On Wednesday, a Boeing 737 owned by Ukraine International Airlines, with 176 aboard, crashed shortly after takeoff from Tehran’s Imam Khomeini airport. All the passengers were killed.
Little is known about the disaster but the timing and placement are too significant to be totally coincidental. With an Iranian missile strike on American forces at roughly the same time, everyone is wondering if the plane was shot down or if there was a bomb on board.
After offering “sincere condolences” to relatives of victims, Ukraine President Volodymyr Zelenskiy added even more fuel to the speculation fire, by telling the public he “had instructed his prosecutor general to open criminal proceedings following the crash.” He didn’t specify who the “criminals” might be, but the statement clearly implies they don’t think this was a routine part failure.
Ukraine’s Prime Minister Oleksiy Honcharuk cautioned against speculation that the plane may have been shot down by a missile but noted “Ukraine had banned flights through Iranian airspace by its airliners.”
An amateur video has been run by Iranian news outlet showing “a flash in a dark sky descending rapidly with comments that the aircraft was ‘on fire,’ and then a brighter flash as it appears to hit the ground.”
Hassan Rezaeifar, the general director of the Iran Civil Aviation Organization, and in charge of the body’s panel to investigate aircraft accidents, stated that the pilot did not declare an emergency. That means whatever happened was a sudden event that gave no warning.
Debris and still smoldering parts were “strewn across a field” while rescue workers scrambled to retrieve the bodies. 82 of the victims were Iranian. There were also 63 Canadians, 11 Ukrainians, 10 Swedes, 3 Germans, and 3 Britons, the Ukrainian Foreign Minister relates.
Based on preliminary information, the Ukrainian embassy to Iran rushed to blamed the crash on engine failure.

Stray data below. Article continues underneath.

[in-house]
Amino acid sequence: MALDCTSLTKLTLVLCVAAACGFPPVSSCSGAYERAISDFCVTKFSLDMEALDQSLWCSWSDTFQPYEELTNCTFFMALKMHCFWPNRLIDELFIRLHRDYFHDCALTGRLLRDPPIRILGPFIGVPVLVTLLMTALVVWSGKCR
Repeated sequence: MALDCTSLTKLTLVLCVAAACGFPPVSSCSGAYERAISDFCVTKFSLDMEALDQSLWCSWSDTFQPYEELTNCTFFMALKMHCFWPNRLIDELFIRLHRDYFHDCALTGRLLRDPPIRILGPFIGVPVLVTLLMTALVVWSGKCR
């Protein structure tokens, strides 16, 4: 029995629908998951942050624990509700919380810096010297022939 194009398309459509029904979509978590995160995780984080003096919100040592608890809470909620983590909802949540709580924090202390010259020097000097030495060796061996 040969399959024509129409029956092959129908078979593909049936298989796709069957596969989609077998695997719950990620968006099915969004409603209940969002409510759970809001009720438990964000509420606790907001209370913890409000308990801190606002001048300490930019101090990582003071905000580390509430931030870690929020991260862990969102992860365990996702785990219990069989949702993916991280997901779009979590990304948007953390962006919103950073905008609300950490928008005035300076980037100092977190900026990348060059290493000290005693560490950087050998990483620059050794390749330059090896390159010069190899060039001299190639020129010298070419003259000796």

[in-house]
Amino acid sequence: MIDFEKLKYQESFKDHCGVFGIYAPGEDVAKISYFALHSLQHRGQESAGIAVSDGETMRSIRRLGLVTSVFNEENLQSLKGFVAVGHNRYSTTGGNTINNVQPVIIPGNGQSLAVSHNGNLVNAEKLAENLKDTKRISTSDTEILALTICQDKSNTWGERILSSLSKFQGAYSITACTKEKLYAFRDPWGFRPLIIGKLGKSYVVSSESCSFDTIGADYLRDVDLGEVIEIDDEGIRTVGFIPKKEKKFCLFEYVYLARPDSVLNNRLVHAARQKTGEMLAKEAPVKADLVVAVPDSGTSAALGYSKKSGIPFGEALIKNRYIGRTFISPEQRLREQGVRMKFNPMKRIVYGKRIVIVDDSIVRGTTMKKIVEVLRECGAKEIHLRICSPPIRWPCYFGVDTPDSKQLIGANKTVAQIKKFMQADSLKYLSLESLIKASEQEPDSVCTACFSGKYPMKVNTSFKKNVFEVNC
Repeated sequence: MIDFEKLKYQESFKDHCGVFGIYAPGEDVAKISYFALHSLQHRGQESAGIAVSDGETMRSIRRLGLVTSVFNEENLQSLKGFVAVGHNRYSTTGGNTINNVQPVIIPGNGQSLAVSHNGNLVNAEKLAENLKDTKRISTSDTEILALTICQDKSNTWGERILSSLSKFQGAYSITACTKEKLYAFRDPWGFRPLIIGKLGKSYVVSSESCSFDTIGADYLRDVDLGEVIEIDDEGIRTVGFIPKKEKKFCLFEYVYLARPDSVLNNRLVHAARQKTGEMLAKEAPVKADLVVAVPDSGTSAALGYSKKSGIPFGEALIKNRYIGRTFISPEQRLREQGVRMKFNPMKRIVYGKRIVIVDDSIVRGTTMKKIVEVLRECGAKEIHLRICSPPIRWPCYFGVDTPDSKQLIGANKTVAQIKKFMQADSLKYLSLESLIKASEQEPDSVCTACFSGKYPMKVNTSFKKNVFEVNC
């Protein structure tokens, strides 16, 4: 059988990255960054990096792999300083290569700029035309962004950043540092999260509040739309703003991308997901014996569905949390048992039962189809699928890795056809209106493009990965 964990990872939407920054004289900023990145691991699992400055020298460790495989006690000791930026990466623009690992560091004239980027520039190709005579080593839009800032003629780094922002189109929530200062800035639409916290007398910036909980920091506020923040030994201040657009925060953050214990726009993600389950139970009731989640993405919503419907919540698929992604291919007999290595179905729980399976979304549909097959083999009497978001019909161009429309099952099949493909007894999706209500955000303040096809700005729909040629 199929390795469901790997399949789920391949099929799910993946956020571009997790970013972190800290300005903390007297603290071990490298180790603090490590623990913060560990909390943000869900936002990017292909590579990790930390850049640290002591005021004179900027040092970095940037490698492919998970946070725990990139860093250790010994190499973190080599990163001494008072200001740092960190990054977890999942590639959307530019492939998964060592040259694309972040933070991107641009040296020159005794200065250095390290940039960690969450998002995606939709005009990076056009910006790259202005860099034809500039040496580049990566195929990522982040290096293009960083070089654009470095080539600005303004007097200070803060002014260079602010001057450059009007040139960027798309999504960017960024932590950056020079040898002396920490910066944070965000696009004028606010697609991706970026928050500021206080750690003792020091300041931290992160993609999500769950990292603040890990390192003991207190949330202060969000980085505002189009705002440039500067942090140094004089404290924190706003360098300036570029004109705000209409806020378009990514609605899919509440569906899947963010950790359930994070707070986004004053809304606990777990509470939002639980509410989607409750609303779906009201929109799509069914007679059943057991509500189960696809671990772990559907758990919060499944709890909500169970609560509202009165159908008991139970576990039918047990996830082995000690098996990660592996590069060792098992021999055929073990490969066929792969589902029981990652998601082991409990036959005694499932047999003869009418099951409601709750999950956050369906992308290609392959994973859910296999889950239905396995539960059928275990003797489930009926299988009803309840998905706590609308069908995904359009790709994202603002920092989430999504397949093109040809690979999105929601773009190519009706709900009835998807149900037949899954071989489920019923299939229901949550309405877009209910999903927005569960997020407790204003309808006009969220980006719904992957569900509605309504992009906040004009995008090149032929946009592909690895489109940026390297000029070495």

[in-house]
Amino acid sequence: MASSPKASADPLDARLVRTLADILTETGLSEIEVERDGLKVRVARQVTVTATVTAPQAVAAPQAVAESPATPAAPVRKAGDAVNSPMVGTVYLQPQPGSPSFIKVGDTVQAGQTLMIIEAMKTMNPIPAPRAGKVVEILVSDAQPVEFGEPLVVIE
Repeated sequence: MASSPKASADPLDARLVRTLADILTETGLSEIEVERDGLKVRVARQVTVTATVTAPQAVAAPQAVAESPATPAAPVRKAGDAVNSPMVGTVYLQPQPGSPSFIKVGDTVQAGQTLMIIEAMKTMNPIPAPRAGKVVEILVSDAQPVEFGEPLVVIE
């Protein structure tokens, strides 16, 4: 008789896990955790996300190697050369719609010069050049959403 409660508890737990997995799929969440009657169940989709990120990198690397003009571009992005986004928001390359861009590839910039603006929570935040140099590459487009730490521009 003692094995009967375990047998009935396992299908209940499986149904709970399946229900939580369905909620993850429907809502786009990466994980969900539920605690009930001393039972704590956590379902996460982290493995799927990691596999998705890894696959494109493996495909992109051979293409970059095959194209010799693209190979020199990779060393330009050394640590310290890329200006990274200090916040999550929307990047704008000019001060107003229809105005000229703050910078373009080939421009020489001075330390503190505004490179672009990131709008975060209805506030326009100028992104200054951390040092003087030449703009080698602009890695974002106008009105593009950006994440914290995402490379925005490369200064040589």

CFM, The joint French-U.S. company co-owned by General Electric and Safran that built the jet’s engines, immediately pushed back, saying it was way to early to make that assumption. “Any speculation regarding the cause is premature,” the company statement notes.
The three-year-old plane was last serviced two days ago. There was no sign that anything was wrong before it took off from Tehran, the airline reports. As noted by Reuters, “Modern aircraft are designed and certified to cope with an engine failure shortly after take-off and to fly for extended periods on one engine.”
Iran backed down on the unfounded claim and issued an amendment admitting “that the causes had not been disclosed and that any previous comments were not official.”
In a separate statement, Ali Abedzadeh, head of Tehran’s civil aviation organization announced “Iran will not give the black box of the crashed Ukrainian airliner to planemaker Boeing,” Reuters reports.
“Semi-official” news agency Mehr added “it was not clear which country Iran would send the box to so that its data could be analyzed,” sidestepping the question of whether Iran would turn it over to anyone at all.
Under international rules Iran has responsibility for investigating the crash but Ukraine would still be involved in the investigation. After meeting with his government officials, President Zelenskiy announced Ukraine will send a team of experts to Iran later on Wednesday. “Our priority is to establish the truth and those responsible for this terrible catastrophe.”
Canadian Prime Minister Justin Trudeau promised his citizens that Canada will work with the others to ensure that the crash is thoroughly investigated.
“Our government will continue to work closely with its international partners to ensure that this crash is thoroughly investigated, and that Canadians’ questions are answered.”
The United States would have standing as the country of origin where the plane was designed and built. France would be involved if the engines built by CFM are implicated.